“The speaker’s leadership in the City Council is secure; it was never in jeopardy,” said Brooklyn Councilmember Letitia James, a strident voice against the legislative overturning of term limits that Quinn helped engineer last year. “An endorsement is an endorsement, despite its tepidity. At least [Quinn] mentioned his name, and even went further and added two additional sentences,” she quipped.
Robert Gibbs, President Obama’s press secretary, didn’t mention Thompson’s name a few weeks ago when he announced that the Big Man was endorsing the Democratic nominee.
“So we’ll accept it, and we’ll run with it,” James added, “and we look forward to the next four years with her as our leader.”
Quinn had apparently approached Thompson earlier about the endorsement, but due to tensions between the two — the speaker is seen as too close an ally of Mayor Mike Bloomberg — he put off an announcement. So Quinn slipped in the nod with little fanfare when speaking to reporters after the press conference, framing her position as an afterthought despite broad speculation over what she would ultimately do.
“I’ve spoken to Comptroller Thompson,” she said at the event. “I told him that I am supporting him and I’m ready to be helpful in any way.”
The back and forth between Quinn and Thompson helps explain why even her staff seemed confused as to the endorsement’s timing, with one Council employee intimating last week that the announcement would come before the weekend. Still, the last-minute tip of the cap should be enough to propel Quinn to another term as speaker, regardless of any lingering enmity between her, Thompson and some Council Democrats.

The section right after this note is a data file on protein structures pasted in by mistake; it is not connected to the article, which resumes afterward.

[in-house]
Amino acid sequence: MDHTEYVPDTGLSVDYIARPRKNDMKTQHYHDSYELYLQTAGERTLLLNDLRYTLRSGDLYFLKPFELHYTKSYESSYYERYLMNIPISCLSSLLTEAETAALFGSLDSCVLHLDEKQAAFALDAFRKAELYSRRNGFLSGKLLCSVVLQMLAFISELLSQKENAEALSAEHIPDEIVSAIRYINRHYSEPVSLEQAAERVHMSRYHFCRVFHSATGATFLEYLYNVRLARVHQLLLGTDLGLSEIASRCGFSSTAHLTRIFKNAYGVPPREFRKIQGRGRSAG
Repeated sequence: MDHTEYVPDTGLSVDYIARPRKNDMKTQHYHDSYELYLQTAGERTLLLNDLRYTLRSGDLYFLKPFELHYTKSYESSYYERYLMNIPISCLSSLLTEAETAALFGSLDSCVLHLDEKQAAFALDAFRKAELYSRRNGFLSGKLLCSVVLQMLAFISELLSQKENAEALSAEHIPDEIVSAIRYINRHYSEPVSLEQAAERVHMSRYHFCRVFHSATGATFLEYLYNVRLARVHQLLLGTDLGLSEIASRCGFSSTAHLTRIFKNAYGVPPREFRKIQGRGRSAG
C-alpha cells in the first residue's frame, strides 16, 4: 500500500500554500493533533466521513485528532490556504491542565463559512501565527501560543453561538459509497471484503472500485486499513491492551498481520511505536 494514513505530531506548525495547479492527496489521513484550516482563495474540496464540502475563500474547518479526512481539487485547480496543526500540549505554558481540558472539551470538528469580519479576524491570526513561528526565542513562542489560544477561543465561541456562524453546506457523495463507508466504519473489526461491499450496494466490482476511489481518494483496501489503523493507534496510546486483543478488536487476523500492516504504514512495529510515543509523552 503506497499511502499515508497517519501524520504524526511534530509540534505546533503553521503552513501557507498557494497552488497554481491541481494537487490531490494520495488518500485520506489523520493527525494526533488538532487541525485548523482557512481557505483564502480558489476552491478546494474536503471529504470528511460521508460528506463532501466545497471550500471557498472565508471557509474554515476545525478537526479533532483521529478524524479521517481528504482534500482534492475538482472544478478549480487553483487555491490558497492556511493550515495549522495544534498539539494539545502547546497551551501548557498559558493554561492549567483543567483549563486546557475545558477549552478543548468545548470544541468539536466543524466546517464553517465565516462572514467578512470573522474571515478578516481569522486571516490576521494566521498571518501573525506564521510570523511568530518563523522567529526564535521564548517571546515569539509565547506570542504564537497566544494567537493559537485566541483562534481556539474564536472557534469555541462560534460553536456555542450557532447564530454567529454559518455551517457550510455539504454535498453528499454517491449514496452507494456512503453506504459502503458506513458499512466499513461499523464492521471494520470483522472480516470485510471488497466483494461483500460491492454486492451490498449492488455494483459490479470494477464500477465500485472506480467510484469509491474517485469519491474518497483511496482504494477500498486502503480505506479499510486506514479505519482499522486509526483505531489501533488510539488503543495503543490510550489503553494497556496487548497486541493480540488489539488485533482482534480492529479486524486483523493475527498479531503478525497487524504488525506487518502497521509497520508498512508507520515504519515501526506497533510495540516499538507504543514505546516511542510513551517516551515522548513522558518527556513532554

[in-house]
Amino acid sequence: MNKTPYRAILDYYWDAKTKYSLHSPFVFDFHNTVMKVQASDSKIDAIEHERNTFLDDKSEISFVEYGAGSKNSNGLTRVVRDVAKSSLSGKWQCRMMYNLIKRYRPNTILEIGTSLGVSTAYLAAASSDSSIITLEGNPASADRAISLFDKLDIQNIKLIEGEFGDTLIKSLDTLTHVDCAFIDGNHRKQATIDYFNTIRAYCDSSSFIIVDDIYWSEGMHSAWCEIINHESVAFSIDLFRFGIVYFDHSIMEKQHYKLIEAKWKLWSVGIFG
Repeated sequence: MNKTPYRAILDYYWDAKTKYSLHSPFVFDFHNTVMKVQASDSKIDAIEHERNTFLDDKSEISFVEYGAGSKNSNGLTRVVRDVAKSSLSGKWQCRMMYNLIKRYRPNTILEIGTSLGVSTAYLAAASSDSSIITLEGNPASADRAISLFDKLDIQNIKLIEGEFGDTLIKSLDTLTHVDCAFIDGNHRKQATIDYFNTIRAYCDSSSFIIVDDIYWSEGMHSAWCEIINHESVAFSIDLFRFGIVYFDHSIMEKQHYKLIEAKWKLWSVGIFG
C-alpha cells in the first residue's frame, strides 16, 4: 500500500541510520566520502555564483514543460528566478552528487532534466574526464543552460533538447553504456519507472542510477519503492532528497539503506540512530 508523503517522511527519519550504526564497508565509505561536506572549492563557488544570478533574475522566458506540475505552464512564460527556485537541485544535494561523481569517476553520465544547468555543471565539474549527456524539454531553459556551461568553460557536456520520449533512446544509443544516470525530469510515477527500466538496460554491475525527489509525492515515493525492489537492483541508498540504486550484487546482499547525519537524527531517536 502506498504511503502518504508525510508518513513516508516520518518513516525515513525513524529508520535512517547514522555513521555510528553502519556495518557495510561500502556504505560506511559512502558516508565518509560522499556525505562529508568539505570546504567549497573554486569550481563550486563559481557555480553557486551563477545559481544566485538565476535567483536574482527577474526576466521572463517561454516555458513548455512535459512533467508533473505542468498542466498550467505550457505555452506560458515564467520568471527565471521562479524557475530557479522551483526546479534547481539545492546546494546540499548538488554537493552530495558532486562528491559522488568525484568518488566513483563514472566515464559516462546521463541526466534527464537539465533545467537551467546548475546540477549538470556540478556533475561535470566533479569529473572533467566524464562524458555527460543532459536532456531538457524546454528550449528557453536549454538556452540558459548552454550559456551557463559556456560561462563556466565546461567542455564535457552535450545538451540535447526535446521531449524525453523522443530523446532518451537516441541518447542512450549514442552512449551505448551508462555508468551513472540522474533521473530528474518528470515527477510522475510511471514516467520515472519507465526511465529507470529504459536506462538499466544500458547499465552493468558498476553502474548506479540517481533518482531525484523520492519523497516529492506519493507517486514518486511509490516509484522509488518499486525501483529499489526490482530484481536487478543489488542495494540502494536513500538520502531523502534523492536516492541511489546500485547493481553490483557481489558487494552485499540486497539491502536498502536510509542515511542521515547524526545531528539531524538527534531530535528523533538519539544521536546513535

Salvatore Strazzullo thought he was giving his neighborhood a gift it wouldn’t refuse.
Strazzullo, a lawyer and recent Tribeca transplant, wants to sponsor a Christmas tree this year in Duane Park. He wants to collect toys to put under the tree and hold a ceremony in early December to give the gifts to underprivileged children.
But when Strazzullo presented his idea to Community Board 1 on Tuesday, board members were turned off by what they saw as Strazzullo’s attitude of self-promotion. Several board members said it would be a bad precedent to allow people to advertise their businesses (in this case, Strazzullo’s private law firm) in public parks.
“I have a problem with it,” said Pat Moore, a board member. She suggested that Strazzullo, who by then had left the meeting, instead make a quiet donation to the new Battery Park City library.
As opposition to the tree grew, board member Jeff Galloway finally used the “g” word.
“I don’t think we should be grinches,” Galloway said. “It’s nice that [Strazzullo] wants to do something nice for the community.”
But the majority of the board disagreed, voting 19-16 against the tree. The board’s vote is only advisory, and a Parks Dept. spokesperson said the city was still reviewing Strazzullo’s application and would likely make a decision next week. Strazzullo did not return a call for comment.